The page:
In a move to align with shifting state housing laws, the Los Angeles Department of City Planning will begin processing certain density bonuses cases ministerially, thereby exempting them review under the California Environmental Quality Act (CEQA).
The policy shift, announced on January 25 via a memo from Planning Director Vince Bertoni, will apply to all future applications requesting on-menu density bonus incentives, as well as qualifying projects currently in the pipeline. The City's eight on-menu incentives, as enumerated in the Los Angeles Municipal Code, allow multifamily housing projects that include a requisite percentage of deed-restricted affordable units relief from certain zoning requirements relative to building height, setbacks, floor area, on-site open space, and parking.
Density bonus projects requesting off-menu incentives, or other discretionary entitlements such as a conditional use permit, will remain subject to CEQA and the review of the Los Angeles City Planning Commission.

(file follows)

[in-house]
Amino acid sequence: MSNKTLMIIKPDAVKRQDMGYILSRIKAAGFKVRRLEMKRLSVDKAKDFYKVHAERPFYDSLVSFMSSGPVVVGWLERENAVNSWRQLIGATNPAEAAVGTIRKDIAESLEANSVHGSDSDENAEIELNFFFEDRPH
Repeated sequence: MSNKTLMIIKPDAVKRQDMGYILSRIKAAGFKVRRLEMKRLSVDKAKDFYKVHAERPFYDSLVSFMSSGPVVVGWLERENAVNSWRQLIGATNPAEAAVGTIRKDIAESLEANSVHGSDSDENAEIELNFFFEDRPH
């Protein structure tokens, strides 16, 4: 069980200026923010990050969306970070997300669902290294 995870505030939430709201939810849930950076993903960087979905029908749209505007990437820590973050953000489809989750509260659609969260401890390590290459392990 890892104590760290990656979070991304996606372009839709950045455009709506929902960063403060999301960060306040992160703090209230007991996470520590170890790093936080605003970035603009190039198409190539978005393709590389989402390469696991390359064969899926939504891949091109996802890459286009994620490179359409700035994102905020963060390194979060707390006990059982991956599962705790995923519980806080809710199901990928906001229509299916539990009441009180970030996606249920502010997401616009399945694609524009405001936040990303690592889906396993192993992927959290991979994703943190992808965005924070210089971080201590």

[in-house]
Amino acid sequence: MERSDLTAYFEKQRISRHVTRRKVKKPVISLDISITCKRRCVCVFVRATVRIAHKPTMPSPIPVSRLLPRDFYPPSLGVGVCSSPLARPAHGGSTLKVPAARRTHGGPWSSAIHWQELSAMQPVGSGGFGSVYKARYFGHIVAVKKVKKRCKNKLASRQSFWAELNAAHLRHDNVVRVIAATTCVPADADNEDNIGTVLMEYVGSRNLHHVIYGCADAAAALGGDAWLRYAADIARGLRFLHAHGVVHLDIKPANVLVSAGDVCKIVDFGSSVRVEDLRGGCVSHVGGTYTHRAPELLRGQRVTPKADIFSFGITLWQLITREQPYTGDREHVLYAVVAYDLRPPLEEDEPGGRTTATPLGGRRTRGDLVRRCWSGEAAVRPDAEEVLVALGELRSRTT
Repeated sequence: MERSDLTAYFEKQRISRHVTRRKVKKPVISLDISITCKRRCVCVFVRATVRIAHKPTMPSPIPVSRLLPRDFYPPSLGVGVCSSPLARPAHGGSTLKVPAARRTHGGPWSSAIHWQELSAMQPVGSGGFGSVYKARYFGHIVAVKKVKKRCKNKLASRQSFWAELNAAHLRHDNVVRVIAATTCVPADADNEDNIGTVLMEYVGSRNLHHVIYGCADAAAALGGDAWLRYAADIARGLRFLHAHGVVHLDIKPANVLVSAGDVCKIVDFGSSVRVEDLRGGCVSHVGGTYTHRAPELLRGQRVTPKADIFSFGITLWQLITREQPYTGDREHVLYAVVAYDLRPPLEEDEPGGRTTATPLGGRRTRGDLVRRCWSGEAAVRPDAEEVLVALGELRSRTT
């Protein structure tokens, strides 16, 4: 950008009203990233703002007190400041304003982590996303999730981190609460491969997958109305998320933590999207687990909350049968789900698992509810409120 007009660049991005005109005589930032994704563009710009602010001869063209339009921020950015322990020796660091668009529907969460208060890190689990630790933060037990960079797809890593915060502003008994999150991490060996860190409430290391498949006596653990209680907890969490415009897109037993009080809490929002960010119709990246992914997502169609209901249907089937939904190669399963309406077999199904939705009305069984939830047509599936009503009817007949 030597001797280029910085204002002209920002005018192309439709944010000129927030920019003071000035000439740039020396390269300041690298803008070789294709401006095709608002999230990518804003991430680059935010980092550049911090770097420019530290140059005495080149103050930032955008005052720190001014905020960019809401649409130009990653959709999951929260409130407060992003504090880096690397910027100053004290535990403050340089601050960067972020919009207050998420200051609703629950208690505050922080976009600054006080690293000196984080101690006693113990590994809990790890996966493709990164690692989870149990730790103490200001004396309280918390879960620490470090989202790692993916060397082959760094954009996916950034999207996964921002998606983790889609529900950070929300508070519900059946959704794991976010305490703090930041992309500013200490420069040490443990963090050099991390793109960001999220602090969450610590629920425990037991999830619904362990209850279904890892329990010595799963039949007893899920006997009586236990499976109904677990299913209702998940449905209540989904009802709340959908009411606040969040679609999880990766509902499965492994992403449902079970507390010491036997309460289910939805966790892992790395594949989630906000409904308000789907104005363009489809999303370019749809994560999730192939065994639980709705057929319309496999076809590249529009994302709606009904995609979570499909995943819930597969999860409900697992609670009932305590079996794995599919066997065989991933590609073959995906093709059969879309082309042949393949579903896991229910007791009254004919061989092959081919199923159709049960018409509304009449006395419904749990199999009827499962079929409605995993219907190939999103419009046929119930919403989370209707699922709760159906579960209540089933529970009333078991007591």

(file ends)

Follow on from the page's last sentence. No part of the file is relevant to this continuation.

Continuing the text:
Likewise, projects requesting only on-menu incentives are still subject to an appeal process, and may still be required t undergo discretionary review if located in a plan overlay area.
The new ministerial process for projects requesting on-menu incentives is described by Bertoni's memo as being consistent with state housing and environmental legislation, which blocks jurisdictions from denying density bonus projects except in circumstances public health or safety may be impacted.
Although it has been eclipsed in some ways by the Transit Oriented Communities guidelines, density bonus projects remain a popular tool for developers in the City of Los Angeles - particular for sites without easy access to high-frequency bus service. According to the Planning Department's Housing Progress Dashboard, density bonus projects accounted for approximately 26,700 proposed residential units between 2016 and 2020 - more than 17 percent of the roughly 152,000 units planned during that time period.